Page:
FirstFT: IMF warns US inflation has not ‘turned the corner yet’

Good morning. This article is an on-site version of our FirstFT newsletter. Sign up to our Asia, Europe/Africa or Americas edition to get it sent straight to your inbox every weekday morning

Inflation in the US has not “turned the corner yet” and it is too early for the Federal Reserve to declare victory in its fight against soaring prices, a top IMF official has warned.

In an interview with the Financial Times, Gita Gopinath, the fund’s second-in-command, urged the US central bank to press ahead with rate rises this year despite a recent moderation in headline inflation following one of the most aggressive tightening campaigns in the Fed’s history.

“If you see the indicators in the labour market and if you look at very sticky components of inflation like services inflation, I think it’s clear that we haven’t turned the corner yet on inflation,” she said, adding that the fund’s advice to the Fed was to “stay the course”.

The comments from the fund’s deputy managing director come after a flurry of data suggested inflation in the US, Europe and other economies might have peaked, as energy prices fall from recent highs and the cost of goods such as home appliances and used cars starts to decline.

Chief among Gopinath’s concerns is the continued resilience of the labour market, which on average is adding roughly 400,000 jobs each month. The unemployment rate still hovers near historic lows and an acute worker shortage has helped to push wage increases to a level that is far too high for the Fed to hit its 2 per cent inflation target.

1. Sunak promises action on UK growth and NHS delays The UK prime minister yesterday outlined five key promises for the next general election, including expanding the economy and cutting NHS waiting lists. In his first big domestic policy speech as PM, Rishi Sunak said he wanted to deliver “peace of mind” to a country confronted by a recession.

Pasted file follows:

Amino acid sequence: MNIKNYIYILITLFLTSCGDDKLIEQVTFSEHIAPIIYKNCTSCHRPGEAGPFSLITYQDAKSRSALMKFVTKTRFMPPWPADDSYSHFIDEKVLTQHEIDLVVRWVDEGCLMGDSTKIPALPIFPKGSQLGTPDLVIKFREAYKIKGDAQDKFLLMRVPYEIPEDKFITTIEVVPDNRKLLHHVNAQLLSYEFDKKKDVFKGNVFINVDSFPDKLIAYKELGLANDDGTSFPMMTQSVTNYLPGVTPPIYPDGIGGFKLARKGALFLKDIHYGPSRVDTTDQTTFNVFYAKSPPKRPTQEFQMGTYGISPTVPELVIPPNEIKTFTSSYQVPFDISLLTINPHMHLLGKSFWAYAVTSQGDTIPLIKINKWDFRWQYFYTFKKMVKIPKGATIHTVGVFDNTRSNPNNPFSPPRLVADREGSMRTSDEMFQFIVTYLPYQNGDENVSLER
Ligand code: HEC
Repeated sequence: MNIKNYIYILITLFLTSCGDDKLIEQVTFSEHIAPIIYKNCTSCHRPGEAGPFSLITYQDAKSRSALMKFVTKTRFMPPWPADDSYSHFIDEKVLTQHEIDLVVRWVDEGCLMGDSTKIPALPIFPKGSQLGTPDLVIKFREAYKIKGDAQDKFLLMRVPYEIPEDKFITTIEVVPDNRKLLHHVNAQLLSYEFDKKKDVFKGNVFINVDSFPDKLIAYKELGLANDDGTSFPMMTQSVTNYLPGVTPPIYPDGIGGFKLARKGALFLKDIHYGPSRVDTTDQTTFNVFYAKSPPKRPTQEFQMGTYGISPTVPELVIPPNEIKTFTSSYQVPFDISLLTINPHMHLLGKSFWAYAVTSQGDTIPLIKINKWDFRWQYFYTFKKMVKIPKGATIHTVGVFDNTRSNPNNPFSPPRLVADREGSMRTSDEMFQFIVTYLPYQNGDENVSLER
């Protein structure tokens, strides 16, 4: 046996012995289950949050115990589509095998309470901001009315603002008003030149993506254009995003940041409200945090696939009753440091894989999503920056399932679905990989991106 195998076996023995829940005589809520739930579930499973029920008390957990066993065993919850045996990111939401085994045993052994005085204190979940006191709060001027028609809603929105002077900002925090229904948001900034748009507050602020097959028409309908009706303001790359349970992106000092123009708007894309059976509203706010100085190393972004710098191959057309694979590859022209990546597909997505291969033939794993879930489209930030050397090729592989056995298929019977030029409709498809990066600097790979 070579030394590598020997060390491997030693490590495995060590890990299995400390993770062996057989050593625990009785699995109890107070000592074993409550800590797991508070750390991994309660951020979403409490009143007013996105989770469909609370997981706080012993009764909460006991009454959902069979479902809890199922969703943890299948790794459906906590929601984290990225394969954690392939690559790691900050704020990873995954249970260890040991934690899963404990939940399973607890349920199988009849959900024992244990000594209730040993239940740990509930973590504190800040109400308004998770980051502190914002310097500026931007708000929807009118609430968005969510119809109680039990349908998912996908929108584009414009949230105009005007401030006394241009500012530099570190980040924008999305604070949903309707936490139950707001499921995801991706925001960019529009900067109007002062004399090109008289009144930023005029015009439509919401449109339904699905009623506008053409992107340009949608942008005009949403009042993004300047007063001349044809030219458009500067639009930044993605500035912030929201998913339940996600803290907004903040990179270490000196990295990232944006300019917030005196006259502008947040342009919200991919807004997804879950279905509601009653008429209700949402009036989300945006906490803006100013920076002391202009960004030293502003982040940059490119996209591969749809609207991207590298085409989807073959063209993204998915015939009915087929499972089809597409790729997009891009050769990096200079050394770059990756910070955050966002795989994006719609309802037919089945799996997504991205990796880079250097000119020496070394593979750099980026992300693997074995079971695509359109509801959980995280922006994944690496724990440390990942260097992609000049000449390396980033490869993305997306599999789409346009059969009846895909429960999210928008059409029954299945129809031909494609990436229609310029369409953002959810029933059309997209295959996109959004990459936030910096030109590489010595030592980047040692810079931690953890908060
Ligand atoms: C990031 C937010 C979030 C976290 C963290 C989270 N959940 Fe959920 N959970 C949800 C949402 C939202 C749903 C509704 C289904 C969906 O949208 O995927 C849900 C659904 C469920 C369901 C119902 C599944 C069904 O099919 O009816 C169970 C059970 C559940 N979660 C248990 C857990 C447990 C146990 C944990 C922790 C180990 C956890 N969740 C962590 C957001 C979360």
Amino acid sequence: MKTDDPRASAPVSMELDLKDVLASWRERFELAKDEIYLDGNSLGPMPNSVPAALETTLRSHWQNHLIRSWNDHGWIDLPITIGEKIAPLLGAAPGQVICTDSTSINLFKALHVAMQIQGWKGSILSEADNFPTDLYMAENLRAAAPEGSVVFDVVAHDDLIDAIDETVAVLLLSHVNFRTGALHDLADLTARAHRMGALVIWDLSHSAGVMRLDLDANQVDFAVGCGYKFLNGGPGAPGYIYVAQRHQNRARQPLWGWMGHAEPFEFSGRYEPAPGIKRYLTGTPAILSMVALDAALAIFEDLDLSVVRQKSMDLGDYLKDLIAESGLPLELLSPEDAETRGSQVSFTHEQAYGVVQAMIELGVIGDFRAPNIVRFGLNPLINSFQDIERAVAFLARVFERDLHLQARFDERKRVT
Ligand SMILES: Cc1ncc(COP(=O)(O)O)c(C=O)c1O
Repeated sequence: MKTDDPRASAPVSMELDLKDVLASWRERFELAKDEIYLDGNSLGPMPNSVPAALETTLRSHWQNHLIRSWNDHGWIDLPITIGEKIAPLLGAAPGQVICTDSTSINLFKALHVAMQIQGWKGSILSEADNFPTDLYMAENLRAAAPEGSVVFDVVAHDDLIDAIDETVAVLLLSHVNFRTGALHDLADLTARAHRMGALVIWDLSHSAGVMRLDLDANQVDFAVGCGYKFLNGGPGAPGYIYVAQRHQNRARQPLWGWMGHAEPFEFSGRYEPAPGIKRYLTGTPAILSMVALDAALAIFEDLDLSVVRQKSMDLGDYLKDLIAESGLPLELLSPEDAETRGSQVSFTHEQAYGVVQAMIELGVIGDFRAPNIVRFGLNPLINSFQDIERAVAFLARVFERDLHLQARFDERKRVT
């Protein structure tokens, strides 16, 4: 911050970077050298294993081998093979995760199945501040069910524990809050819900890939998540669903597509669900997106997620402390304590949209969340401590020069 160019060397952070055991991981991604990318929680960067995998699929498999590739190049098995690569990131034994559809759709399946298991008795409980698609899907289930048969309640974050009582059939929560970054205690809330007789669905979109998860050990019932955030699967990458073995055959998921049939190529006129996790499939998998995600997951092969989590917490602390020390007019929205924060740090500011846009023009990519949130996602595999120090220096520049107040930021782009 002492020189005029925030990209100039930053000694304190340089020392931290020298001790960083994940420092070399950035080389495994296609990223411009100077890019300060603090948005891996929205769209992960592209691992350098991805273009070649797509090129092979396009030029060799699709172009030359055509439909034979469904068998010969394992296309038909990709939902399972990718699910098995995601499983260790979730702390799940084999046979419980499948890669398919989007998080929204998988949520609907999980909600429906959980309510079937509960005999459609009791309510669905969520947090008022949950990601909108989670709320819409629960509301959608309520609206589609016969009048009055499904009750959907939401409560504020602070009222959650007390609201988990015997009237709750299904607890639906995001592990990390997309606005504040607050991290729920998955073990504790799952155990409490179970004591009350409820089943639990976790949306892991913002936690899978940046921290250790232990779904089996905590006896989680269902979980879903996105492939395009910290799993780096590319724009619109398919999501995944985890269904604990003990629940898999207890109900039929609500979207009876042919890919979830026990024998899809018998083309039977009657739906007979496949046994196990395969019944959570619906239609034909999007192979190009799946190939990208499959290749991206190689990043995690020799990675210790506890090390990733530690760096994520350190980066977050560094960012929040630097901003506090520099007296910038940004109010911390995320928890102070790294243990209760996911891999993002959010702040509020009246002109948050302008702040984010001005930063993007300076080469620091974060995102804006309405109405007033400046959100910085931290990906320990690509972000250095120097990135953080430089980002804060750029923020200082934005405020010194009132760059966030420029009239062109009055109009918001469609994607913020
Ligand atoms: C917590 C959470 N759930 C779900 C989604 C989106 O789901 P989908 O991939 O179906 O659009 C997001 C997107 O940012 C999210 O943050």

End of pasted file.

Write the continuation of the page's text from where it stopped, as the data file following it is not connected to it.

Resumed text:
2. ‘Shadow economy’ drives jump in Spain’s tax revenue Spain is enjoying a record surge in tax revenue after the pandemic forced underground business activity out of the shadows. The country’s net tax revenues hit their highest level since records began from January to November last year, jumping 15.9 per cent from the same period in 2021.

3. UK needs ‘war effort’ to cut energy bills To boost energy efficiency and rapidly insulate millions of homes, the House of Commons environmental audit committee has said the UK needs a “war effort”. In a report released today the cross-party group of MPs urged the government to do more to reduce energy demand and speed up the transition to cleaner sources of power.

4. House at impasse as McCarthy fails to clinch Speaker post The US House of Representatives has failed for a second day to select a new Speaker, after California congressman Kevin McCarthy suffered a humiliating setback in more rounds of voting amid sustained opposition from an intransigent group of Republican party rebels.

Kevin McCarthy
Twenty Republican lawmakers voted against Kevin McCarthy in three ballots yesterday © Win McNamee/Getty Images

5. Chinese rival to take iPhone business from Foxconn Apple is expected to enlist Chinese manufacturer Luxshare Precision to produce its premium iPhone models, breaking Foxconn’s hold on production after worker protests over Covid-19 curbs last year. Luxshare has reportedly been producing small numbers of the iPhone 14 Pro Max to compensate for lost production at Foxconn since November.